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J Virol. 2006 Aug;80(15):7535-45.

Apoptin nucleocytoplasmic shuttling is required for cell type-specific localization, apoptosis, and recruitment of the anaphase-promoting complex/cyclosome to PML bodies.

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  • 1Howard Hughes Medical Institute, and Program in Gene Function and Expression, University of Massachusetts Medical School, 364 Plantation Street, Worcester, MA 01605, USA.

Abstract

The chicken anemia virus protein Apoptin selectively induces apoptosis in transformed cells while leaving normal cells intact. This selectivity is thought to be largely due to cell type-specific localization: Apoptin is cytoplasmic in primary cells and nuclear in transformed cells. The basis of Apoptin cell type-specific localization and activity remains to be determined. Here we show that Apoptin is a nucleocytoplasmic shuttling protein whose localization is mediated by an N-terminal nuclear export signal (NES) and a C-terminal nuclear localization signal (NLS). Both signals are required for cell type-specific localization, since Apoptin fragments containing either the NES or the NLS fail to differentially localize in transformed and primary cells. Significantly, cell type-specific localization can be conferred in trans by coexpression of the two separate fragments, which interact through an Apoptin multimerization domain. We have previously shown that Apoptin interacts with the APC1 subunit of the anaphase-promoting complex/cyclosome (APC/C), resulting in G(2)/M cell cycle arrest and apoptosis in transformed cells. We found that the nucleocytoplasmic shuttling activity is critical for efficient APC1 association and induction of apoptosis in transformed cells. Interestingly, both Apoptin multimerization and APC1 interaction are mediated by domains that overlap with the NES and NLS sequences, respectively. Apoptin expression in transformed cells induces the formation of PML nuclear bodies and recruits APC/C to these subnuclear structures. Our results reveal a mechanism for the selective killing of transformed cells by Apoptin.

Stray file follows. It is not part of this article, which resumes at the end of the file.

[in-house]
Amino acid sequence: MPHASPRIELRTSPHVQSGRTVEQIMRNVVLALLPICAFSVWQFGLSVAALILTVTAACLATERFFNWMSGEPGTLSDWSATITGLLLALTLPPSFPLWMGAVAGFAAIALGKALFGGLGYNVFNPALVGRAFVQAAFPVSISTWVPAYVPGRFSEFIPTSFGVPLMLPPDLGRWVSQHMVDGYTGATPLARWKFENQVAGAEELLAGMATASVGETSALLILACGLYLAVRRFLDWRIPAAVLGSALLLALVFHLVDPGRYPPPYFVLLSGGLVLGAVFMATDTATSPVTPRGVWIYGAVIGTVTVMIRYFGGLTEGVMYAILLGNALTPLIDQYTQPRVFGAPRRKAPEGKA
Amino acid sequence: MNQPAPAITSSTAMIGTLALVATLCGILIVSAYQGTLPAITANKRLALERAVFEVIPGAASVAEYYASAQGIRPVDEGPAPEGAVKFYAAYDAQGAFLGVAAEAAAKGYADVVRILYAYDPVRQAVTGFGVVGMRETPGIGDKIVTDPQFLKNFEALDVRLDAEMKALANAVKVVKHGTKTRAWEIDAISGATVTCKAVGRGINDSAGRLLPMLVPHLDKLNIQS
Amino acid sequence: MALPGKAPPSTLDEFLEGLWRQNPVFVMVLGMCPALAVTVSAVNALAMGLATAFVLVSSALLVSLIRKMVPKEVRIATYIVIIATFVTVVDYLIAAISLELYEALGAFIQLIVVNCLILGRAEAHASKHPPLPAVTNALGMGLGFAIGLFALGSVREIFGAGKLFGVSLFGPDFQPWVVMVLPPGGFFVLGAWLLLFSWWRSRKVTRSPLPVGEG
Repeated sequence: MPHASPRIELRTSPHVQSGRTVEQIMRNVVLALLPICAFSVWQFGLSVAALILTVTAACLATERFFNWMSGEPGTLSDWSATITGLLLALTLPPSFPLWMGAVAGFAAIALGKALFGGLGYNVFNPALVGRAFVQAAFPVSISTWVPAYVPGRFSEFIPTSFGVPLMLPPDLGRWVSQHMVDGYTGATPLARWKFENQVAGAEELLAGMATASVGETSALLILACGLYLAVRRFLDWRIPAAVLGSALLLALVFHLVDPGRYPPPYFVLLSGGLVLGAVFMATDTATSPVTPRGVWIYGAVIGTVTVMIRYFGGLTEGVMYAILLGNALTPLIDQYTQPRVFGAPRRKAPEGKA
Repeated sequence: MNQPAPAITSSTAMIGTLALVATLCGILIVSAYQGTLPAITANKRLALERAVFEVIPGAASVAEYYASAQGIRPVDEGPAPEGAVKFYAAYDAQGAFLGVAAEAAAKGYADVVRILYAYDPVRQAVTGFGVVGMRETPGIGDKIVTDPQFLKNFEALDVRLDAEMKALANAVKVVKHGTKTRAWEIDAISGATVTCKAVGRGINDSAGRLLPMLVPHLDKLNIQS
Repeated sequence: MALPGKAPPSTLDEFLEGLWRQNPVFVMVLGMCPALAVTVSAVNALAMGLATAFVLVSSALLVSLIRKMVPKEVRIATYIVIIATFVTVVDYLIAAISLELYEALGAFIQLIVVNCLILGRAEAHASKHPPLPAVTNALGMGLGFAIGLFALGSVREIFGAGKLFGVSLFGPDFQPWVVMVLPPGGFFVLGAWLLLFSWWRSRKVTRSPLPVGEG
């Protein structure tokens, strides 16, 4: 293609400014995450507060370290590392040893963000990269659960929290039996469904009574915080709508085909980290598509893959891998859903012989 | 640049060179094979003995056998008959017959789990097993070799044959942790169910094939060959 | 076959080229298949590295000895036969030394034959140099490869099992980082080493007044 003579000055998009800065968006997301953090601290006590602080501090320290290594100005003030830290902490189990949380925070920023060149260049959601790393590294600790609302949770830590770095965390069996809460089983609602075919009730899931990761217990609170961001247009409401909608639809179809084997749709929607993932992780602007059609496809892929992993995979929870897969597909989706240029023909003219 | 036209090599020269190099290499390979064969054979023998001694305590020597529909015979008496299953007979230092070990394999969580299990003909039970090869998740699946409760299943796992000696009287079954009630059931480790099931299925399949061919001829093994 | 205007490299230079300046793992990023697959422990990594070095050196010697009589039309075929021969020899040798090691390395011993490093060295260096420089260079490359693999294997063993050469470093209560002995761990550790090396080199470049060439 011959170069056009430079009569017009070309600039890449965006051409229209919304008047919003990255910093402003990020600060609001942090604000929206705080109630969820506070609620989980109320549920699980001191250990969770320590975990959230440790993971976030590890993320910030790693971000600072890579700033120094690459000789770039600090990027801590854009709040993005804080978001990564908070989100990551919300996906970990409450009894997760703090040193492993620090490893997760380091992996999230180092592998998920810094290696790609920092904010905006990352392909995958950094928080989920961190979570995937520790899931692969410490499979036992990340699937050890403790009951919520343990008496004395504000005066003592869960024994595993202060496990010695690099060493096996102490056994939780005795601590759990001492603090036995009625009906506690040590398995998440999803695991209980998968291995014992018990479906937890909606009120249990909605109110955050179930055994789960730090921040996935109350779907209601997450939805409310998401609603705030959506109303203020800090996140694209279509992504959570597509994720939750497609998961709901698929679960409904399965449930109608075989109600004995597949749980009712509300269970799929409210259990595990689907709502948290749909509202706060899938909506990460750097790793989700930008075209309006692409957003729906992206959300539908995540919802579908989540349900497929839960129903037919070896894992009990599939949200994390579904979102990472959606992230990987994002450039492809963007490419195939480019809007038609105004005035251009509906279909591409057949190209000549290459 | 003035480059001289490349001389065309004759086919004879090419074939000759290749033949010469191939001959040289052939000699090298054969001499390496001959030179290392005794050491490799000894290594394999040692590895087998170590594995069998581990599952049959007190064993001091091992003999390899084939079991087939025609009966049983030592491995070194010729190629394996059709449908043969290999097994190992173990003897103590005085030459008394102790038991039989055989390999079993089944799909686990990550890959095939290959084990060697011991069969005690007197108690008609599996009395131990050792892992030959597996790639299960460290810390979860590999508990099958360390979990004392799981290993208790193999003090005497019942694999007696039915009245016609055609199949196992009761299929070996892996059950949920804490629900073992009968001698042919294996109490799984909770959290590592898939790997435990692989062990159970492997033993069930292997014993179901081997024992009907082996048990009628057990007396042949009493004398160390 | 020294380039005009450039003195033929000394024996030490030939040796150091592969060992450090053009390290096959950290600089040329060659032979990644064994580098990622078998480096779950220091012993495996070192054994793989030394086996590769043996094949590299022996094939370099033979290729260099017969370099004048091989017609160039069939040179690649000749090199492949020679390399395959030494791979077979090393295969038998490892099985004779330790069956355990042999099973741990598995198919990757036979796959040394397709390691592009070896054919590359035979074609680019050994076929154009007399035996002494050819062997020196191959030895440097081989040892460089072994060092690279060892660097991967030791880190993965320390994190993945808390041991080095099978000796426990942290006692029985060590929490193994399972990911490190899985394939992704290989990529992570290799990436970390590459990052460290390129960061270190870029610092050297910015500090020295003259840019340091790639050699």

PMID:
16840333
[PubMed - indexed for MEDLINE]
PMCID:
PMC1563728
Free PMC Article

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